Scand J Work Environ Health 2016;42(4):261-272    pdf full text


Effectiveness of very early workplace interventions to reduce sickness absence: a systematic review of the literature and meta-analysis

by Vargas-Prada S, Demou E, Lalloo D, Avila-Palencia I, Sanati KA, Sampere M, Freer K, Serra C, Macdonald EB

Objective The aim of this review was to investigate the effectiveness of workplace return-to-work (RTW) interventions delivered at very early stages (<15 days) of sickness absence (SA).

Methods A systematic literature search was conducted in PubMed, Health Management Information Consortium (HMIC), Cochrane library database, Cumulative Index to Nursing and Allied Health Literature (CINAHL), PsychInfo and Embase. Using pre-established criteria, independent pairs of researchers carried out the study selection, quality appraisal and data extraction. Workplace interventions before day 15 of SA, were included. Primary outcome measures included rates of and time until RTW, productivity loss, and recurrences of SA.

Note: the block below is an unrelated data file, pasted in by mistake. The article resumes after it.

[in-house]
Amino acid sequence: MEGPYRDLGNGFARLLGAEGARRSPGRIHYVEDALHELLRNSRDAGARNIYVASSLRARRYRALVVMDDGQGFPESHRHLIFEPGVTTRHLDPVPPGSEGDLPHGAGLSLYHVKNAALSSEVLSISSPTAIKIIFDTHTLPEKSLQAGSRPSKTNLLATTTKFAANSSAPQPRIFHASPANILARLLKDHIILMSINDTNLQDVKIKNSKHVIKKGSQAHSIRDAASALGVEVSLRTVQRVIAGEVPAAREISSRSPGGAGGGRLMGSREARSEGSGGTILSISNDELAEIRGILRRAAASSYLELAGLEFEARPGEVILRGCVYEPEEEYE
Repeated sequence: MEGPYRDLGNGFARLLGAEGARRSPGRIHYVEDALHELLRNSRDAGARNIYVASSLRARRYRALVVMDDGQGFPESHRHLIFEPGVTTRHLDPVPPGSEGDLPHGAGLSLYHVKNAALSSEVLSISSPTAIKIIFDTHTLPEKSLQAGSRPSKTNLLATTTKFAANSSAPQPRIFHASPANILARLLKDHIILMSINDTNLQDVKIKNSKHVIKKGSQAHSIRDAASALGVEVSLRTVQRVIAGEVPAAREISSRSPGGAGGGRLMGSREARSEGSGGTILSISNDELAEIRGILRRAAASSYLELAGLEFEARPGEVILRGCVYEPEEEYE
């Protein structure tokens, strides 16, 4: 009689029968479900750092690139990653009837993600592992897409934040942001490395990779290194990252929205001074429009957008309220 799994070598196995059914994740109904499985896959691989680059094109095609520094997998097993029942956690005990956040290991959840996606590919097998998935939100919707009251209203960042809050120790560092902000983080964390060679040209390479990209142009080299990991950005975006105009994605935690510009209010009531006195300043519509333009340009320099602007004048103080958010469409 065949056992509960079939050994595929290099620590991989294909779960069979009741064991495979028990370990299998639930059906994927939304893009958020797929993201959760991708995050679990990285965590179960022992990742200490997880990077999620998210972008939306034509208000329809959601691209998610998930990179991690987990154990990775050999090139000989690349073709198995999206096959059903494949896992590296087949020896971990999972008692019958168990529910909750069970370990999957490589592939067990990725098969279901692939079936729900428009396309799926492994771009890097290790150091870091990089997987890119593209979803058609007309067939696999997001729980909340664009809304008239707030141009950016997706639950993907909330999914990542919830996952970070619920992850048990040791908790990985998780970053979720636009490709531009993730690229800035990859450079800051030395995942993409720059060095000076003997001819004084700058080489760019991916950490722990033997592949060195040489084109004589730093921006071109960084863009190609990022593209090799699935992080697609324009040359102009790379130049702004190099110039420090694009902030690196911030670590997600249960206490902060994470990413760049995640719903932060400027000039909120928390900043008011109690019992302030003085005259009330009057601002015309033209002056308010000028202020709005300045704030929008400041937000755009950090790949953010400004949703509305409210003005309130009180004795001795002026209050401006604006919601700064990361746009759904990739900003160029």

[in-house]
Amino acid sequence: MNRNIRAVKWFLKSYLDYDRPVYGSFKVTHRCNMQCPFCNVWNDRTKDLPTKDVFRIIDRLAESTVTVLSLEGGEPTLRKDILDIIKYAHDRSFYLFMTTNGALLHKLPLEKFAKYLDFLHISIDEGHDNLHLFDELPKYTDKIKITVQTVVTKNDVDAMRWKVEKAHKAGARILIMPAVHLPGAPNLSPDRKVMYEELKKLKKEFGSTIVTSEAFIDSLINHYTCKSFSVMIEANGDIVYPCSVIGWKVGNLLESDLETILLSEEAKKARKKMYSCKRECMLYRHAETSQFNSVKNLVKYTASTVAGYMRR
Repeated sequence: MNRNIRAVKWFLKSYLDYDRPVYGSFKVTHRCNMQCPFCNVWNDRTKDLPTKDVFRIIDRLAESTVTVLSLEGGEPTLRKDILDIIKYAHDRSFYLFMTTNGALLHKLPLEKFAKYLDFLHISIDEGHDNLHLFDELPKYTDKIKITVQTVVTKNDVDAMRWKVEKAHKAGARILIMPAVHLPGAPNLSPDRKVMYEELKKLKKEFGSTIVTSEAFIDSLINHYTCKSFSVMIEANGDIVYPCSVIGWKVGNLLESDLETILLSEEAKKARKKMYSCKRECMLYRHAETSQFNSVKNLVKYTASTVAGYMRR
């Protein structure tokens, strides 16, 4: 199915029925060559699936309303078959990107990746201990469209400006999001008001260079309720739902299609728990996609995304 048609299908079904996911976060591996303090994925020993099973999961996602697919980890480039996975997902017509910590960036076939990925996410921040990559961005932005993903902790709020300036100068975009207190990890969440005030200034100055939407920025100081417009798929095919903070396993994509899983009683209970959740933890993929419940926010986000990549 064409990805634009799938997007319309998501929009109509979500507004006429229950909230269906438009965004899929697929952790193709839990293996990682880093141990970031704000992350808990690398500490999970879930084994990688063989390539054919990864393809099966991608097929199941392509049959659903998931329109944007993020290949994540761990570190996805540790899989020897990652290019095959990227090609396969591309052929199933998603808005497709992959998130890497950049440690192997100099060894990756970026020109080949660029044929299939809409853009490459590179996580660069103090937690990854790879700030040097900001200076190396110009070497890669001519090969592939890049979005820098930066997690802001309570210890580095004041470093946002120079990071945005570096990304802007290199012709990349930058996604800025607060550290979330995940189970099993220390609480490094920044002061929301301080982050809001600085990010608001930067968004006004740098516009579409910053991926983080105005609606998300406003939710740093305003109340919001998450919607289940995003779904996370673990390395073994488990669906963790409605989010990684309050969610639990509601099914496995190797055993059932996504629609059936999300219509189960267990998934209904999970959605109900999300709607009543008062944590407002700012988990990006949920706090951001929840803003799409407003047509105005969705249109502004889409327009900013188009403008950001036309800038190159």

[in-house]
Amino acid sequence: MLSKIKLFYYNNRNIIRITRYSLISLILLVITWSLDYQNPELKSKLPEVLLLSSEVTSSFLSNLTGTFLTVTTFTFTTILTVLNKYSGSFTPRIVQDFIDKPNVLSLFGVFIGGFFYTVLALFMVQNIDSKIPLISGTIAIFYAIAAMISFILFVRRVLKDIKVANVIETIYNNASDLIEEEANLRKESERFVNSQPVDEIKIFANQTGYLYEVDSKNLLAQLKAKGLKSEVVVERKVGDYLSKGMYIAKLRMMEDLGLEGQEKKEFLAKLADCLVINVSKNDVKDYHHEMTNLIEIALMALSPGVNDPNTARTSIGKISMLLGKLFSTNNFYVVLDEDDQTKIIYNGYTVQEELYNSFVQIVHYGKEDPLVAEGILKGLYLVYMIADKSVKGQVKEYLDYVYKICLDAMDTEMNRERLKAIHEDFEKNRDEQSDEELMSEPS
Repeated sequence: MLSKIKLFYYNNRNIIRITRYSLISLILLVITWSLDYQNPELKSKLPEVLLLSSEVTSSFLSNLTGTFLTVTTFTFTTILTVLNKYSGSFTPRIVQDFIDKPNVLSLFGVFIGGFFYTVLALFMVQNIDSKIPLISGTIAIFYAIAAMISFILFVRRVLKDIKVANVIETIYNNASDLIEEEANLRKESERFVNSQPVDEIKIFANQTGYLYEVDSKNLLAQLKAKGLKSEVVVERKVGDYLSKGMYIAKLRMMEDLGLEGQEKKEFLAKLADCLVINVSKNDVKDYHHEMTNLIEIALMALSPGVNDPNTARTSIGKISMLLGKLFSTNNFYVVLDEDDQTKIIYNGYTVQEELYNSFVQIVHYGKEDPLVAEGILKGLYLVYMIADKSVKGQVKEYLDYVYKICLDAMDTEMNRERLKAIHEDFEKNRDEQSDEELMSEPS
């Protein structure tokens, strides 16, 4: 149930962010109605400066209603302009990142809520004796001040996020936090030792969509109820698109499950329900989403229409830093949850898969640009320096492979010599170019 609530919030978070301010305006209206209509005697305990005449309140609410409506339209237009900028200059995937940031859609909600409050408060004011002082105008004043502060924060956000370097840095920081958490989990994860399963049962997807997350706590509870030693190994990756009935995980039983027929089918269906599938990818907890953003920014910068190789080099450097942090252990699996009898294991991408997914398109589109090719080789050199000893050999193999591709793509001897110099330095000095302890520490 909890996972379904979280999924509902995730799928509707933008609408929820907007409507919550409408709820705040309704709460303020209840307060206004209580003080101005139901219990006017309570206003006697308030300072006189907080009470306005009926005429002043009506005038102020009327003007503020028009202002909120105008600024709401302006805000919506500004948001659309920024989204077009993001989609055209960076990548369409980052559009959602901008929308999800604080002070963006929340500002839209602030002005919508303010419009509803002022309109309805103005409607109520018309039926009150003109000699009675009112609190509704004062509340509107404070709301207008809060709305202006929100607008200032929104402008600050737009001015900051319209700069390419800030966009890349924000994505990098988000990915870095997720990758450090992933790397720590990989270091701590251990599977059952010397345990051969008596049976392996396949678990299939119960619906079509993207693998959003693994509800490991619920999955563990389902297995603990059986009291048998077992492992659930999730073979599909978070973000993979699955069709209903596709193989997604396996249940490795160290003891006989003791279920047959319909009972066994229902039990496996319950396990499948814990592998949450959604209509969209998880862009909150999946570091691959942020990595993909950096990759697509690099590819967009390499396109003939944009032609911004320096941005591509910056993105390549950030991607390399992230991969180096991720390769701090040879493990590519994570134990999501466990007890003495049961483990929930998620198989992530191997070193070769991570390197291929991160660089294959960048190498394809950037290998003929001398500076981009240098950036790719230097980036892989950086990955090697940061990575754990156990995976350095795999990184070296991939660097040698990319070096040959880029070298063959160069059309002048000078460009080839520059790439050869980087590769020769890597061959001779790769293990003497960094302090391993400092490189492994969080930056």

Results We found limited available evidence on the benefits of “very early” workplace interventions in terms of RTW after a SA episode compared to usual care. Only three randomized controlled trials classed as high or intermediate quality were identified. Early part-time sick leave together with appropriate job modifications led to a reduction in the duration and recurrence of SA. There is evidence of benefit of intervening during the first two weeks of SA for musculoskeletal disorders.

Conclusion Our review has identified a lack of evidence from the literature at this time point to support “very early” intervention compared to usual care. The methodological design of the studies, notably the extent and timing of usual care provided and variable compliance/crossover between groups could however explain the lack of demonstrated benefit. Consensus is required on the definition of “early” and “very early” interventions, and further research is recommended to improve understanding of the factors influencing when and how best to intervene for maximum gain.

This article refers to the following texts of the Journal: 2015;41(2):204-215  2013;39(1):37-45